He was the DaVinci of Debris, the Rembrandt of Reclamation, the Wizard of Odds and Ends and the Savior of Salvage; now come on in!  

There are quirky places in Florida and then there’s this: a 12,000-square-foot home and accompanying boat restaurant crawling with sculptures made out of discarded brake shoes, bicycle chains, scrap metal, beer bottles and whatever other “junk” was salvaged.  Eccentricities found in the middle of a swamp in Central Florida, who would have thought?

Built by artist, author, and businessman – not to mention, 22 other trades – Howard Solomon, the castle and all of its’ kitchy contents was a mindbending road trip on Saturday.   

For $16, we toured the campy installations and eccentric sculptures on display inside an aluminum fortress that Solomon built in 1972.   Surrounded by lonely dirt roads and orange groves, the 3-story creation shines like a diamond in the rough.   

Juxtaposed against a wet swamp Howard’s dry sense of humor lives on.  The guides are friends and family members with amazing memories – all recite 40-minutes of script that Solomon wrote when he was alive and gave tours.  If you’re not fond of Solomon’s creativity, no worries, you’re bound to laugh at his levity.  (Secretly, he longed to write for sitcoms.)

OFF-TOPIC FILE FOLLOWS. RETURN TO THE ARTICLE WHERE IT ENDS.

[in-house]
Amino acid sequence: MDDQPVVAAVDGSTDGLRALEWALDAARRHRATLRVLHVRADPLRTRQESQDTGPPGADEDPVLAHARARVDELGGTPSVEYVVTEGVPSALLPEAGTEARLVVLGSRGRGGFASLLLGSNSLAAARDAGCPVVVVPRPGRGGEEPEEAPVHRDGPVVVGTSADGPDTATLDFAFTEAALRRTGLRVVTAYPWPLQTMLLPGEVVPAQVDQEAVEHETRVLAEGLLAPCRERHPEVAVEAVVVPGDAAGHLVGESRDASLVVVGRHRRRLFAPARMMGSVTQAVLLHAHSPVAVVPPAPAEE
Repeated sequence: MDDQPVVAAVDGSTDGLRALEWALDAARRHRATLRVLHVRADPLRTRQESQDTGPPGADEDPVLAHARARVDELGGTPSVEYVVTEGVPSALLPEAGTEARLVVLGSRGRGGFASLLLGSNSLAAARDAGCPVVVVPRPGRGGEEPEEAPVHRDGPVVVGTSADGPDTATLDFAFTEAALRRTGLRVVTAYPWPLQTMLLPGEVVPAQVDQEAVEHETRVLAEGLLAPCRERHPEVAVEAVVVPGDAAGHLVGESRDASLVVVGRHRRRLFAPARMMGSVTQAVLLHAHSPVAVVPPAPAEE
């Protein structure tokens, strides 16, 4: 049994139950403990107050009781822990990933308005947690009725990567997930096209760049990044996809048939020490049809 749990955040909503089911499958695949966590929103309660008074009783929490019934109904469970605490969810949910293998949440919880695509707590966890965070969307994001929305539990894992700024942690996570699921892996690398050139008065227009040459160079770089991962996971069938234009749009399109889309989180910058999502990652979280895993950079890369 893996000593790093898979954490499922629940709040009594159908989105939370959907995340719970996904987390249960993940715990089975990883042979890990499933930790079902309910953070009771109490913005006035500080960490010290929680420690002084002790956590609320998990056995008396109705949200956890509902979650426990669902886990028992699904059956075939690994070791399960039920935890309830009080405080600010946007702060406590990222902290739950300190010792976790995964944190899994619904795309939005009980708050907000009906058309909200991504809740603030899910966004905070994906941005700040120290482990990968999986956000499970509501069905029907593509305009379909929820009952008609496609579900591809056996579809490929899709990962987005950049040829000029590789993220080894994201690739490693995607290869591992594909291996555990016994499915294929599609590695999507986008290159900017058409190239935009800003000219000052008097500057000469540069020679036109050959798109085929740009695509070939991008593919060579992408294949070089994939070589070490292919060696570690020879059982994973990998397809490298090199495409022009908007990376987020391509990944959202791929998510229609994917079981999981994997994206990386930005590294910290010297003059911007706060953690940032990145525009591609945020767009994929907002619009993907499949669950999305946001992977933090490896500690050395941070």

Born in 1935, Solomon started his curious craft at the age of four whittling a block of wood into a little car using his mother’s knitting needles with knobs at the ends as wheels.   That triggered a lifetime obsession of repurposing discarded materials from “junk” into “treasure.”  He was a pioneer when it came to recycling. 

We were intrigued by the metal coat hangers he twisted into a menagerie of zoo animals.  We were fascinated by the beer cans he formed into rocking chairs and fish montages.  And, we were awe-struck by the beautiful stained glass windows he cut, sketched and framed. All of this was done without ever writing his ideas down on paper.  

Guide Cindy said, “Lionel (a life-size lion) is made from five oil drums, weighs 190 pounds and only took 45 days to construct.  He has 2 glass eyes and 2 brass balls, that’s what we call our ‘ball-bearing’ lion!”   We roared with laughter.

The Boat in the Moat restaurant and the Automobile Museum are equally as charming but given that photography was not permitted inside either it was difficult to remember what I saw.   Regardless, this is a trip worth making wherever you might be in Florida. 

For more information:  Solomon’s Castle website

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